William Shakespeare

(26 April 1564 - 23 April 1616 / Warwickshire)

William Shakespeare Poems

1. From The Rape Of Lucrece 4/17/2015
2. Some Say That Ever ‘Gainst That Season Comes (Hamlet, Act I, Scene I) 6/3/2015
3. Where The Bee Sucks 6/10/2015
4. The Procreation Sonnets (1 - 17) 3/29/2010
5. Sonnet Lix 5/21/2001
6. Sonnet Xxv 5/21/2001
7. Sonnet Xxiv 5/21/2001
8. Sonnet Xxxix 5/21/2001
9. Sonnet Xii 5/21/2001
10. Sonnet Xciii 5/21/2001
11. Sonnet Xiii 5/21/2001
12. Sonnet Lxv 5/21/2001
13. The Canakin Clink Pub Song (From 'Othello') 2/4/2015
14. Sonnet Iv: Unthrifty Loveliness, Why Dost Thou Spend 1/3/2003
15. Sonnet Lxi 5/21/2001
16. Sonnet Viii 5/21/2001
17. Sonnet Liii 5/21/2001
18. Sonnet Lxxvi 12/31/2002
19. Sonnet Xxxvii 5/21/2001
20. Sonnet Cxxxv 5/18/2001
21. Sonnet Lxxxvi 5/21/2001
22. Sonnet X 5/21/2001
23. Sonnet Xxxv 5/21/2001
24. Sonnet Cxxxiii 5/18/2001
25. Sonnet Lviii 5/21/2001
26. Sonnets Xiii 1/4/2003
27. Sonnet Xlviii 5/21/2001
28. Sonnet Xxviii 5/21/2001
29. Sonnet Cxxxii 5/18/2001
30. Sonnet Lv 5/21/2001
31. Sonnet Xvii 5/21/2001
32. Sonnet Lxiii 5/21/2001
33. Sonnet Lxii 5/21/2001
34. Sonnet Lxix 5/21/2001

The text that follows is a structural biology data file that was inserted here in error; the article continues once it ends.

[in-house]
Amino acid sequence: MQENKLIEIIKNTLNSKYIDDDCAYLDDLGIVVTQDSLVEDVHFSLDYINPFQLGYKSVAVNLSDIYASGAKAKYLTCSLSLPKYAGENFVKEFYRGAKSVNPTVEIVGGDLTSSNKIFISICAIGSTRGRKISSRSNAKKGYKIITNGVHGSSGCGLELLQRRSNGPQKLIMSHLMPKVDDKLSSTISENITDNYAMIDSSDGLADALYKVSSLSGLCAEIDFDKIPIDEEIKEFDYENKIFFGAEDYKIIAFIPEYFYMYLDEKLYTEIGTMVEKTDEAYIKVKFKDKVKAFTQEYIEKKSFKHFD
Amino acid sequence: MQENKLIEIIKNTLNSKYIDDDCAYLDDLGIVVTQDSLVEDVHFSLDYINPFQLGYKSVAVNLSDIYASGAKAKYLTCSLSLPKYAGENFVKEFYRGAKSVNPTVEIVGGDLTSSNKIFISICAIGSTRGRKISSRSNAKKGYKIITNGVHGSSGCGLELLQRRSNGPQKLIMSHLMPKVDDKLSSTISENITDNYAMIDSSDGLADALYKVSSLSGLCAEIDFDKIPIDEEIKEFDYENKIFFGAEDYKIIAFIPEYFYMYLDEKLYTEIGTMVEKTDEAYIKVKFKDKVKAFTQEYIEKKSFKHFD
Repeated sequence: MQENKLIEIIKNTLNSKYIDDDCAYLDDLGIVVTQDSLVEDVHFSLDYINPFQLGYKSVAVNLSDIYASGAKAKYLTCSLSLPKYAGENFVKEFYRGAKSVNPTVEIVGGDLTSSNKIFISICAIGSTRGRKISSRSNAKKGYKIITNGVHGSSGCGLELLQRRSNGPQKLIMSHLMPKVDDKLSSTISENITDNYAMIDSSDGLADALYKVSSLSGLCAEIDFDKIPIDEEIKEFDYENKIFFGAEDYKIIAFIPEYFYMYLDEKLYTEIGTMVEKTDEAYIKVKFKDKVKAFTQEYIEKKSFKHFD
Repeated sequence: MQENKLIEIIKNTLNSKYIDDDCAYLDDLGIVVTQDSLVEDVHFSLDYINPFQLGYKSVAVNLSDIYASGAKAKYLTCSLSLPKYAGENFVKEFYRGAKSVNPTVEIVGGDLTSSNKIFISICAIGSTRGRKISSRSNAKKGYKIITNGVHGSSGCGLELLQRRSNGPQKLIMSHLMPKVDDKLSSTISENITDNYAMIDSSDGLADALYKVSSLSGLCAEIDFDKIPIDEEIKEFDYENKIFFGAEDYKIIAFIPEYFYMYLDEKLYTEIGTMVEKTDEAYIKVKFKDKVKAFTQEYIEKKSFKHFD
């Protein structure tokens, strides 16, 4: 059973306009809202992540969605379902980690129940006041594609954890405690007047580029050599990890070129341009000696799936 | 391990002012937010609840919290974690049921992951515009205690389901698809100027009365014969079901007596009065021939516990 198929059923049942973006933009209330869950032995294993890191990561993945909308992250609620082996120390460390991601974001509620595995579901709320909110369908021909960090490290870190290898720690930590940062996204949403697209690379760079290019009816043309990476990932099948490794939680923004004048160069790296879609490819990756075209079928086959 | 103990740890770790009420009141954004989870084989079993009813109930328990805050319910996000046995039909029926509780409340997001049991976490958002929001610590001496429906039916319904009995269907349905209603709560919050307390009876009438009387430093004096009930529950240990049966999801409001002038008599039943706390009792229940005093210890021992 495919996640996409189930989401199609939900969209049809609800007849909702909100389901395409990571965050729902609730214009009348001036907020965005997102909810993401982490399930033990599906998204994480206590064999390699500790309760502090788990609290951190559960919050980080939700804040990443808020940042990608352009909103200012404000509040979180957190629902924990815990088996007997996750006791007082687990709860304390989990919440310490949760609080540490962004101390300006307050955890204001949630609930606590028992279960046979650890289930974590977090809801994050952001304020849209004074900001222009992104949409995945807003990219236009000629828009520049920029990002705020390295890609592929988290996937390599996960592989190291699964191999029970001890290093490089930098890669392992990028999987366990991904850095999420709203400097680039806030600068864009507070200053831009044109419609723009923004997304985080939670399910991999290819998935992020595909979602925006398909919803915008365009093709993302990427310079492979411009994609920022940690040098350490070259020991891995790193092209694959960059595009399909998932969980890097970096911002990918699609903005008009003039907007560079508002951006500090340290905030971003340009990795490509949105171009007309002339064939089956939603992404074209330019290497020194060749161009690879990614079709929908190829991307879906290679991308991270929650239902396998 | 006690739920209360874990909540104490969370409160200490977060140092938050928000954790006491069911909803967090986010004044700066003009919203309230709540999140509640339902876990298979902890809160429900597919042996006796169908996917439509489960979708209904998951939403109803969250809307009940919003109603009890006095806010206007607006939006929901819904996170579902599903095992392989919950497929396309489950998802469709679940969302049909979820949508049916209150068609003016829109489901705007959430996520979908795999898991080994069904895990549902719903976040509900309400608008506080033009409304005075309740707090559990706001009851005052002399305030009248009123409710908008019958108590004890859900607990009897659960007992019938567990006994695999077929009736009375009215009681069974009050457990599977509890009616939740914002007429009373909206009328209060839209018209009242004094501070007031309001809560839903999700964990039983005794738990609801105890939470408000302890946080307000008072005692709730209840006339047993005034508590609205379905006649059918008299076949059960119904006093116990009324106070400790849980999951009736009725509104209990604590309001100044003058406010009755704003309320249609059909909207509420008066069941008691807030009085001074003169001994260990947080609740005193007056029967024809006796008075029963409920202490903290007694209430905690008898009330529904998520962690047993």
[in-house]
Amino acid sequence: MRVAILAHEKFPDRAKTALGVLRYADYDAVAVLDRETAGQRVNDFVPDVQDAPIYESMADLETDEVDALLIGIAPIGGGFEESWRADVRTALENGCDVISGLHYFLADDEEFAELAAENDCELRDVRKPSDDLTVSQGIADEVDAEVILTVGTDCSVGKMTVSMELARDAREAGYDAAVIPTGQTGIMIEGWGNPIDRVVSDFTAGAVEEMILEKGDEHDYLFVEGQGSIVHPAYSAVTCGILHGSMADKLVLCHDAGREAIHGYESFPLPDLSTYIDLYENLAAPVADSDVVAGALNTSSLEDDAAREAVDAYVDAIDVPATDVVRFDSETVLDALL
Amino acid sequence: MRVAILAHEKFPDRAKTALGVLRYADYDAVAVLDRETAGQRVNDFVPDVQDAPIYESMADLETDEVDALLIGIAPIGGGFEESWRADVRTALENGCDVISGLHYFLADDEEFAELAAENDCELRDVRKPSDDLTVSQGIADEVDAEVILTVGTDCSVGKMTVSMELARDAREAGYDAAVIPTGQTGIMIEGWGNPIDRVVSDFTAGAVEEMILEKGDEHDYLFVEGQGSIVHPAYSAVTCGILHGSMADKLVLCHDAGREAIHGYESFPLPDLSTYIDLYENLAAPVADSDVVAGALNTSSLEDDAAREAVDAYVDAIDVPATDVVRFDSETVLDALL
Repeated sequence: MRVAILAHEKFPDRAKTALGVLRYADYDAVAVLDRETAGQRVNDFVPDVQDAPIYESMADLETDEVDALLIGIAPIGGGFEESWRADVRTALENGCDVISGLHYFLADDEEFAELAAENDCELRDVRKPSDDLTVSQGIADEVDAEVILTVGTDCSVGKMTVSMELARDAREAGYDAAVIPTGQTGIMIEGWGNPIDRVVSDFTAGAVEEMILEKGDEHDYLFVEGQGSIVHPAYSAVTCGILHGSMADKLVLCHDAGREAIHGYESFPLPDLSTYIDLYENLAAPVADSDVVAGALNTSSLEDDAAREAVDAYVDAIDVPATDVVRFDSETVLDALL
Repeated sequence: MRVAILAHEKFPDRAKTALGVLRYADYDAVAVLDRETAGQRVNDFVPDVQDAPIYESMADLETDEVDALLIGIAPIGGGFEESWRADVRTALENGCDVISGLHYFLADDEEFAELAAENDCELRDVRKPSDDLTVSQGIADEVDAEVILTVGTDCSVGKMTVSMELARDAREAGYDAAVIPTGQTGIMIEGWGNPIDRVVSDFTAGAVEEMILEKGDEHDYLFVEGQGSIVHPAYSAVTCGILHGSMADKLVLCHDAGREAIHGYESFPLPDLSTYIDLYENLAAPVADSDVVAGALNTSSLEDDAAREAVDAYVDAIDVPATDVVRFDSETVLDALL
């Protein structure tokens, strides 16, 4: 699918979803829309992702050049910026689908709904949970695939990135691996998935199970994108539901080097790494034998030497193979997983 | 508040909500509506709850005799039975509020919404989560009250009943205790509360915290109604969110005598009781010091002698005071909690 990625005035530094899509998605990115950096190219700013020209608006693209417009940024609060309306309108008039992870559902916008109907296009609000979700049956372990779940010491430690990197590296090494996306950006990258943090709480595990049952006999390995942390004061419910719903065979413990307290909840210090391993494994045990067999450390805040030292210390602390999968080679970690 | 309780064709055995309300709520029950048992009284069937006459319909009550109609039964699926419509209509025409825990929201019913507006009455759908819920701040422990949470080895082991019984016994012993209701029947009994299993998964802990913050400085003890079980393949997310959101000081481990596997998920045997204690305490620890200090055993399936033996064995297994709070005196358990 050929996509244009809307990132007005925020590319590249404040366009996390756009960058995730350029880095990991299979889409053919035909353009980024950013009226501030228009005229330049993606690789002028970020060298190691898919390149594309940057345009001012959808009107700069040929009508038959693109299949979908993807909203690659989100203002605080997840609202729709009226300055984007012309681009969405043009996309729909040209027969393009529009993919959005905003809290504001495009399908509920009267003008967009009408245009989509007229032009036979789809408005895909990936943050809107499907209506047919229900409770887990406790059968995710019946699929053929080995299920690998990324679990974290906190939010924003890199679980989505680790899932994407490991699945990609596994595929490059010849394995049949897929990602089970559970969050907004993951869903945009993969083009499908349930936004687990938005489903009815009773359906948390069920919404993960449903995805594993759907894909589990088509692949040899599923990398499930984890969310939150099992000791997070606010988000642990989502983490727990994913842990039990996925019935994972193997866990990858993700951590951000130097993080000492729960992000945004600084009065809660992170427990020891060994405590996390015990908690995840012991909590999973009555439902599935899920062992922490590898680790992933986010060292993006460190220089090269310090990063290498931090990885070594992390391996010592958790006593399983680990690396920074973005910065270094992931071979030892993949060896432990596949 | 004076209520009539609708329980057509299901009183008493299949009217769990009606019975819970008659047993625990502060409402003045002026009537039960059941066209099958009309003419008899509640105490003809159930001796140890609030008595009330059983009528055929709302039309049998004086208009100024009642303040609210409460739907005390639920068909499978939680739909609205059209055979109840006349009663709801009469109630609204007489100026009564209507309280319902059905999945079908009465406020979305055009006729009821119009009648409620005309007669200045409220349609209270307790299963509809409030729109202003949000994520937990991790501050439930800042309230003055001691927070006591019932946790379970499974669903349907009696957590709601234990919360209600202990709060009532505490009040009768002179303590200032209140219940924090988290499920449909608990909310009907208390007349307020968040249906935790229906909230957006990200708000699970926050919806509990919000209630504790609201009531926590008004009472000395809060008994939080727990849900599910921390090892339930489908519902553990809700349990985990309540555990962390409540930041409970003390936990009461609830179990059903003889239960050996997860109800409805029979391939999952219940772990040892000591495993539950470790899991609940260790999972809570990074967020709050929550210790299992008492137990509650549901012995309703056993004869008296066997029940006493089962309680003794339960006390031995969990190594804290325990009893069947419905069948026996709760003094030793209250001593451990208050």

35. Sonnet Cxxxiv 5/18/2001
36. Sonnet Xlv 5/21/2001
37. Sonnet Xxiii 5/21/2001
38. Sonnet Xcv 5/21/2001
39. Sonnet Xlvi 5/21/2001
40. Sonnet Lxxxviii 5/21/2001
Best Poem of William Shakespeare

All The World's A Stage

All the world's a stage,
And all the men and women merely players;
They have their exits and their entrances,
And one man in his time plays many parts,
His acts being seven ages. At first, the infant,
Mewling and puking in the nurse's arms.
Then the whining schoolboy, with his satchel
And shining morning face, creeping like snail
Unwillingly to school. And then the lover,
Sighing like furnace, with a woeful ballad
Made to his mistress' eyebrow. Then a soldier,
Full of strange oaths and bearded like the pard,
Jealous in honor, sudden and quick in ...

Read the full of All The World's A Stage

Sonnet Cviii

What's in the brain that ink may character
Which hath not figured to thee my true spirit?
What's new to speak, what new to register,
That may express my love or thy dear merit?
Nothing, sweet boy; but yet, like prayers divine,
I must, each day say o'er the very same,
Counting no old thing old, thou mine, I thine,
Even as when first I hallow'd thy fair name.
So that eternal love in love's fresh case

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